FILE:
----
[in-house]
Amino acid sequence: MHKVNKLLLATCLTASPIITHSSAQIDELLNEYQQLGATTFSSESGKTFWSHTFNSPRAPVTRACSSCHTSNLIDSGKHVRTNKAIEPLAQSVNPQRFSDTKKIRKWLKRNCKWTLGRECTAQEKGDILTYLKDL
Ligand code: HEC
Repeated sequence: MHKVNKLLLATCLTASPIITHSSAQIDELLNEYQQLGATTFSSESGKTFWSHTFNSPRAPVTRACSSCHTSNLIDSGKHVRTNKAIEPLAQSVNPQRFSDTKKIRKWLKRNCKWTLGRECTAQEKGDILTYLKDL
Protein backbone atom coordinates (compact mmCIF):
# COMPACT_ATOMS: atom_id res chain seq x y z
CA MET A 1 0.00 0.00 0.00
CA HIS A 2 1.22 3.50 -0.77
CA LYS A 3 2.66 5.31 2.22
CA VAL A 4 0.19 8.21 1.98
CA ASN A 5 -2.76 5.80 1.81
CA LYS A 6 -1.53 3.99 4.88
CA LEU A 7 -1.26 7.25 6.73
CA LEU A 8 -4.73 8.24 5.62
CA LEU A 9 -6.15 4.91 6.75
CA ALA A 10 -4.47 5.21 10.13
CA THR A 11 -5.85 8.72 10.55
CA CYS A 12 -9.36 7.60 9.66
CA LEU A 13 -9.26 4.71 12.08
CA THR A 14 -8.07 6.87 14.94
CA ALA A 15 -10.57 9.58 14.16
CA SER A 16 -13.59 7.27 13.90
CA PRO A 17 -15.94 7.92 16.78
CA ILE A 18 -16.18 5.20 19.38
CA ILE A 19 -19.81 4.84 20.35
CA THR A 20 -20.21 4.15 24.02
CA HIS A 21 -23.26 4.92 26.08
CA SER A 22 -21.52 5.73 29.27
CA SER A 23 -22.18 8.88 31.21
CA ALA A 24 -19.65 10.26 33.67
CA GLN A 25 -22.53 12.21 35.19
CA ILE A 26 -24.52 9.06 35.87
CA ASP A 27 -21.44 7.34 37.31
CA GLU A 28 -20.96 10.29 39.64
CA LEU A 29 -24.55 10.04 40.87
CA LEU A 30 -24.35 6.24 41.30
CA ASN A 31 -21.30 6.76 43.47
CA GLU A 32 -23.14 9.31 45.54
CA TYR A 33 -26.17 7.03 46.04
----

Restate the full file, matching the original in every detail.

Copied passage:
[in-house]
Amino acid sequence: MHKVNKLLLATCLTASPIITHSSAQIDELLNEYQQLGATTFSSESGKTFWSHTFNSPRAPVTRACSSCHTSNLIDSGKHVRTNKAIEPLAQSVNPQRFSDTKKIRKWLKRNCKWTLGRECTAQEKGDILTYLKDL
Ligand code: HEC
Repeated sequence: MHKVNKLLLATCLTASPIITHSSAQIDELLNEYQQLGATTFSSESGKTFWSHTFNSPRAPVTRACSSCHTSNLIDSGKHVRTNKAIEPLAQSVNPQRFSDTKKIRKWLKRNCKWTLGRECTAQEKGDILTYLKDL
Protein backbone atom coordinates (compact mmCIF):
# COMPACT_ATOMS: atom_id res chain seq x y z
CA MET A 1 0.00 0.00 0.00
CA HIS A 2 1.22 3.50 -0.77
CA LYS A 3 2.66 5.31 2.22
CA VAL A 4 0.19 8.21 1.98
CA ASN A 5 -2.76 5.80 1.81
CA LYS A 6 -1.53 3.99 4.88
CA LEU A 7 -1.26 7.25 6.73
CA LEU A 8 -4.73 8.24 5.62
CA LEU A 9 -6.15 4.91 6.75
CA ALA A 10 -4.47 5.21 10.13
CA THR A 11 -5.85 8.72 10.55
CA CYS A 12 -9.36 7.60 9.66
CA LEU A 13 -9.26 4.71 12.08
CA THR A 14 -8.07 6.87 14.94
CA ALA A 15 -10.57 9.58 14.16
CA SER A 16 -13.59 7.27 13.90
CA PRO A 17 -15.94 7.92 16.78
CA ILE A 18 -16.18 5.20 19.38
CA ILE A 19 -19.81 4.84 20.35
CA THR A 20 -20.21 4.15 24.02
CA HIS A 21 -23.26 4.92 26.08
CA SER A 22 -21.52 5.73 29.27
CA SER A 23 -22.18 8.88 31.21
CA ALA A 24 -19.65 10.26 33.67
CA GLN A 25 -22.53 12.21 35.19
CA ILE A 26 -24.52 9.06 35.87
CA ASP A 27 -21.44 7.34 37.31
CA GLU A 28 -20.96 10.29 39.64
CA LEU A 29 -24.55 10.04 40.87
CA LEU A 30 -24.35 6.24 41.30
CA ASN A 31 -21.30 6.76 43.47
CA GLU A 32 -23.14 9.31 45.54
CA TYR A 33 -26.17 7.03 46.04